Show features 55 artists

Published 4:33 am Wednesday, April 5, 2006

By By ANDY HAMILTON / Niles Daily Star
NILES - Convincing Bill Pettine, Jr. to take up art class required a bit of encouragement. Until he met Loretta Kaser, Pettine had never made an attempt at painting.
Tuesday morning, the former Mishawaka and current Granger, Ind. resident was preparing for an opening day art reception in Niles.
Pettine is one of 55 artists whose drawings, paintings and sketches are on display at Fisher Art Gallery, 306 E. Main St. in downtown Niles.
All of the exhibitors are students of the Northern Indiana Institute for Artists with Disabilities, Inc., which each week teaches art classes to residents living in five health care facilities in the South Bend and Mishawaka, Ind. area.
Kaser said she began teaching the classes after earning a bachelors degree in art from Bethel College in 1998. Also helping her along the way has been her husband Bob, who Kaser said also has an art background.
Eventually, Kaser's son Christopher Lawson, who is Bob's stepson, caught the creative bug and began drawing his own pictures. Lawson, who is 33 and has been diagnosed with schizophrenia and mild mental retardation, has always liked to draw, Kaser said.
Kaser said the classes are often times an outlet for people who have a difficult time communicating due to their disabilities. To teach the classes, Kaser said she transports all the necessary art supplies to the health care facilities each week. Because it's hard to carry around the larger supplies such as easels, Kaser said many of the students work with pencil, pen, marker and colored pencil.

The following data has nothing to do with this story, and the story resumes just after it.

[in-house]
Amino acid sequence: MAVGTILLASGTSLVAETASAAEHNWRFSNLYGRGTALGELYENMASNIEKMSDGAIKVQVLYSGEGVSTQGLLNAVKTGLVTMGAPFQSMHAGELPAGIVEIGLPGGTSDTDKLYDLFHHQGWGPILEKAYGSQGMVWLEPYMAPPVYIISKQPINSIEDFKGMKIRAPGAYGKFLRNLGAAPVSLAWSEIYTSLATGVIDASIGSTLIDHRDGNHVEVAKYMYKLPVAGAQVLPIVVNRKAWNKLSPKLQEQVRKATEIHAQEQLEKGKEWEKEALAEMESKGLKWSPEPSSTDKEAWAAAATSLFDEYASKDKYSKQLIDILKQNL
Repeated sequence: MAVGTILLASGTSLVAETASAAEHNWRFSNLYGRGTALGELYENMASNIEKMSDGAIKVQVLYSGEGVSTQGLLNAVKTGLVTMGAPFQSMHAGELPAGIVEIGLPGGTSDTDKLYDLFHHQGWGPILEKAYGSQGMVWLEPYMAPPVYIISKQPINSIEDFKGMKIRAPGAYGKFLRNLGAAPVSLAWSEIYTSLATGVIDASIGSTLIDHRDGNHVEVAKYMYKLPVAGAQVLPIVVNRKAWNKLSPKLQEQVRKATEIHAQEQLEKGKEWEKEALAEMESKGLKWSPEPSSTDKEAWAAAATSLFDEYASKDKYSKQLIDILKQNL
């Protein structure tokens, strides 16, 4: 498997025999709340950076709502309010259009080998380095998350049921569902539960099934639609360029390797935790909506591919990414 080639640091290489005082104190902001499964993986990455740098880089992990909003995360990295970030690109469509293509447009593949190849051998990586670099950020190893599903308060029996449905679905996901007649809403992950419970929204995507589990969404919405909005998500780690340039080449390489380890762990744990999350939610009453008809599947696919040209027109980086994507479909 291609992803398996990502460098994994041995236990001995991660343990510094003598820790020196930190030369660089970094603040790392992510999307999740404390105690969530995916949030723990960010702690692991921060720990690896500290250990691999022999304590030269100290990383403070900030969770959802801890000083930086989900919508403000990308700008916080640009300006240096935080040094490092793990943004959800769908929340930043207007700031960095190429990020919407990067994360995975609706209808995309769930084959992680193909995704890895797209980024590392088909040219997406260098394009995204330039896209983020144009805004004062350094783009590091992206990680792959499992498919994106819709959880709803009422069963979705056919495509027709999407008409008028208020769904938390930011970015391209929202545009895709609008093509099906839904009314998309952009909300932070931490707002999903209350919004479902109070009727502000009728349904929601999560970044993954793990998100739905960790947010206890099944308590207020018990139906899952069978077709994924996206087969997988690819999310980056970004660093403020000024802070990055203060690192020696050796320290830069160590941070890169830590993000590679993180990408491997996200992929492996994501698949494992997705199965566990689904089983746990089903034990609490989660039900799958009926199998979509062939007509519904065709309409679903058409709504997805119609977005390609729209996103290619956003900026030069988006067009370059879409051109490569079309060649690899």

Pettine said markers were his original tool of choice, but he soon switched to painting abstracts.
Maintaining a good stock of supplies has never been much of a problem for Kaser until the past year, when she said the number of students in her classes nearly tripled.
The institute, which became a not-for-profit organization in 2003, not only provides the artists with tools, it also mattes and frames the work for exhibits at places like Barnes and Noble and Fisher Gallery.
When an original piece is sold, all the profits go directly to the artist. If a copy, or reprint, is purchased at a show, Kaser said part of the money goes to the artist and whatever remains is put into the supplies fund for the institute.
Pettine believes in it too.
The Northern Indiana Institute for Artists with Disabilities, Inc. exhibit at Fisher Gallery in Niles will hold its opening reception on Saturday, April 8 from 4 to 7 p.m.
Kaser also said a fundraiser for the institute will be coming some time in June.